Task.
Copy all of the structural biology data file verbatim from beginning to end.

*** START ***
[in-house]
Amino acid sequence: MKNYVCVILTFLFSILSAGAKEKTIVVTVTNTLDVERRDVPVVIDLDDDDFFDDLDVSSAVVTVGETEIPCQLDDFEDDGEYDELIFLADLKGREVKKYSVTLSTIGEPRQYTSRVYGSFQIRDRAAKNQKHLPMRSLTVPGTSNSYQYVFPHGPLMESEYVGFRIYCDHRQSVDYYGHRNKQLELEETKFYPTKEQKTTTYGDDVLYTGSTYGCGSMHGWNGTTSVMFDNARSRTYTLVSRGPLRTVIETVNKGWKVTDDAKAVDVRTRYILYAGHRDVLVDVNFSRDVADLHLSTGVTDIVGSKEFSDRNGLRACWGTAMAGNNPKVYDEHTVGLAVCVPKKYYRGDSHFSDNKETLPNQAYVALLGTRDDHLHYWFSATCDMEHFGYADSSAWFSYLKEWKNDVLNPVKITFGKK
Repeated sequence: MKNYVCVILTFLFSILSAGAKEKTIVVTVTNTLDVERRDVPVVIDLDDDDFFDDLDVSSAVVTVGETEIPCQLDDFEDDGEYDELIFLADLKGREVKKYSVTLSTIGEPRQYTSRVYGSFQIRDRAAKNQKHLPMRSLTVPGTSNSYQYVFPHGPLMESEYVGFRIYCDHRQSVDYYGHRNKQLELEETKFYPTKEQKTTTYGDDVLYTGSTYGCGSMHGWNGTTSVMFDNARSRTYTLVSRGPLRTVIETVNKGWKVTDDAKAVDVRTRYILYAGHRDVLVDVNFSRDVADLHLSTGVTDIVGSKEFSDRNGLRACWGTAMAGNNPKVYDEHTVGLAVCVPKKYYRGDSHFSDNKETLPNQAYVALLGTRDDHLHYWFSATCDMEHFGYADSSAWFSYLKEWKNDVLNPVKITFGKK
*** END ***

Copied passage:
[in-house]
Amino acid sequence: MKNYVCVILTFLFSILSAGAKEKTIVVTVTNTLDVERRDVPVVIDLDDDDFFDDLDVSSAVVTVGETEIPCQLDDFEDDGEYDELIFLADLKGREVKKYSVTLSTIGEPRQYTSRVYGSFQIRDRAAKNQKHLPMRSLTVPGTSNSYQYVFPHGPLMESEYVGFRIYCDHRQSVDYYGHRNKQLELEETKFYPTKEQKTTTYGDDVLYTGSTYGCGSMHGWNGTTSVMFDNARSRTYTLVSRGPLRTVIETVNKGWKVTDDAKAVDVRTRYILYAGHRDVLVDVNFSRDVADLHLSTGVTDIVGSKEFSDRNGLRACWGTAMAGNNPKVYDEHTVGLAVCVPKKYYRGDSHFSDNKETLPNQAYVALLGTRDDHLHYWFSATCDMEHFGYADSSAWFSYLKEWKNDVLNPVKITFGKK
Repeated sequence: MKNYVCVILTFLFSILSAGAKEKTIVVTVTNTLDVERRDVPVVIDLDDDDFFDDLDVSSAVVTVGETEIPCQLDDFEDDGEYDELIFLADLKGREVKKYSVTLSTIGEPRQYTSRVYGSFQIRDRAAKNQKHLPMRSLTVPGTSNSYQYVFPHGPLMESEYVGFRIYCDHRQSVDYYGHRNKQLELEETKFYPTKEQKTTTYGDDVLYTGSTYGCGSMHGWNGTTSVMFDNARSRTYTLVSRGPLRTVIETVNKGWKVTDDAKAVDVRTRYILYAGHRDVLVDVNFSRDVADLHLSTGVTDIVGSKEFSDRNGLRACWGTAMAGNNPKVYDEHTVGLAVCVPKKYYRGDSHFSDNKETLPNQAYVALLGTRDDHLHYWFSATCDMEHFGYADSSAWFSYLKEWKNDVLNPVKITFGKK